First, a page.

Former Richfield Mayor Don Larsen leaves legacy of collaboration

by Sue Serdinak

During eight years as mayor of Richfield Village, Donald Larsen kept a watchful eye on the community.  His election came during a period when verbal confrontations by council toward the mayor were frequent. Larsen’s quiet but authoritative demeanor helped calm the rhetoric.

Larsen made good on his promise to serve senior residents. He created the Human Resource Commission and took the first steps in opening the Richfield Senior Center in the former Richfield Library building on the Town Hall campus.

He appointed Jan Weber the first director. Weber recently said, “Don listened well about the need for senior services. He did his best for us.”

Larsen was classified as a part-time mayor, earning an annual salary of $18,000, yet he led the village through many additions and changes.

The first cluster housing development, Kensington Reserve, was built on Route 303, not without opposition.

Commercial development ramped up in the Wheatley Road area. Charles Schwab and Interstate Insurance opened large buildings in Kinross Lakes. Broadview Road extension was closed, making way for the Ohio Bureau of Criminal Investigation to construct a headquarters in the new Stonegate development. Flex-space buildings were constructed, along with the headquarters for OEConnection; Cisco Systems followed.

A veterinary clinic on Brecksville Road and Timberlake office park opened.

The Hampton Inn (now Courtyard) and Richfield Courtyard Commons opened on a busy stretch of Brecksville Road. Shortly thereafter, Ohio Turnpike Commission created new ramps, closer to the residential neighborhood, to connect the toll road to I-77. The new interchange reduced traffic volume on Brecksville Road, which resulted in less business for nearby hotels and restaurants. Dairy Queen and Burger King closed.

However, the Pilot Travel Center and the FedEX ground terminal opened north of the turnpike.

In response to requests for more facilities for children, Larsen enlisted the Ohio Operating Engineers to create ball fields, a picnic area and a new road in parkland donated by Hershell Hunt. The new park was named Richfield Woods.

Larsen supported the merger of Richfield Village and Richfield Township, but township voters defeated the plan and went a step farther and petitioned for full separation from the village. The courts gave the village some township buildings as part of the separation. On one parcel, the village created a memorial park in front of the Taverne of Richfield.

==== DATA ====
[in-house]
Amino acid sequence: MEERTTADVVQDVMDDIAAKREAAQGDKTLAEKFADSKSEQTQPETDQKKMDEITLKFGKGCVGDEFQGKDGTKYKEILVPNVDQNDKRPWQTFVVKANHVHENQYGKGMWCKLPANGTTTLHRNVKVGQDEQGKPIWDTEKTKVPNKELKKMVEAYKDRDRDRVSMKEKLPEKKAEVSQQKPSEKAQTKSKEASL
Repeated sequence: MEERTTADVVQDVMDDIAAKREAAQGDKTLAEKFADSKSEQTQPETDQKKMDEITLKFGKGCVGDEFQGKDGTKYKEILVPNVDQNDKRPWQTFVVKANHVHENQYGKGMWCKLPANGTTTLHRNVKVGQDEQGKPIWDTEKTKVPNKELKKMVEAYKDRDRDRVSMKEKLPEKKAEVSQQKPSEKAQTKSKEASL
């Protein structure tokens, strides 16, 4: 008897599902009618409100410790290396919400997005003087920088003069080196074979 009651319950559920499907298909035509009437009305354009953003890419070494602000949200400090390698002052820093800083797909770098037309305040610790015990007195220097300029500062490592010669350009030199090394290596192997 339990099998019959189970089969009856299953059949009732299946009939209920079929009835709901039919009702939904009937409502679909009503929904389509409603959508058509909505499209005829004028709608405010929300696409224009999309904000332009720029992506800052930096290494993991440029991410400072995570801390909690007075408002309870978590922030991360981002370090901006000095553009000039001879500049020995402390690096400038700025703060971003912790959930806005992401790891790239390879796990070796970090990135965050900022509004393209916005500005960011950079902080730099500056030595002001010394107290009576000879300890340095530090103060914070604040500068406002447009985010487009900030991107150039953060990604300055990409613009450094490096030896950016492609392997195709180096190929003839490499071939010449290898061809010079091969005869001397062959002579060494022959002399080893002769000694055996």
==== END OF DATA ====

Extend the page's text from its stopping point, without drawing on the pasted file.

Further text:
Under his watch, the township police department was merged into the village department. He installed a new police chief, Dale Canter, and fire chief, Jeff Stopak, when their predecessors retired.

In the center of town, the Taverne closed, but Stancatos purchased the building and opened a family-style restaurant.  

The village purchased the former drug store and AMVETS property in the center of town to begin the creation of a corner green.

Consolidated Freightways, one of the first trucking companies to locate in Richfield, closed its terminal on Brecksville Road, leaving behind an eyesore.

When President George W. Bush visited Richfield, it took the coordinated effort of more than 200 law enforcement officers to ensure the security of the President.

The 9/11 attack occurred during Larsen’s term.

New fire and police stations were built and remodeling of Town Hall was started, while the administrative offices were temporarily set up in the senior center.

Brecksville Road, south of Wheatley, was reconstructed from a pot-holed, two-lane road, to a three-lane road with a wide berm.

In spite of all he oversaw as mayor, Larsen continued to work half days at Larsen Lumber and Supply, the family business in Brecksville.

Larsen graduated from Brecksville-Broadview Heights High School, served in the Army Reserves for eight years and was a volunteer fireman in Brecksville for 33 years. He joined his father Harry at Larsen Lumber at the age of 13 and took leadership in 1986.

After moving to Richfield, he was a Cub Scout master and Little League baseball coach.

With all of his activity as Richfield’s mayor, Larsen often left his village office at noon and went to Larsen Lumber in the afternoon. He tacked on many evening meetings each week.

Rita, Larsen’s wife of 67 years, was always by his side, supporting his community service. She and their four children survive him: Bill (JoAnn), Rick (Anne), Jean (Eric) Nielsen and Rhonda Spann plus 10 grandchildren and two great grandchildren. ∞

Photo: Don Larsen, the Village of Richfield’s fifth mayor was a man of service. Photo from ScripType archives.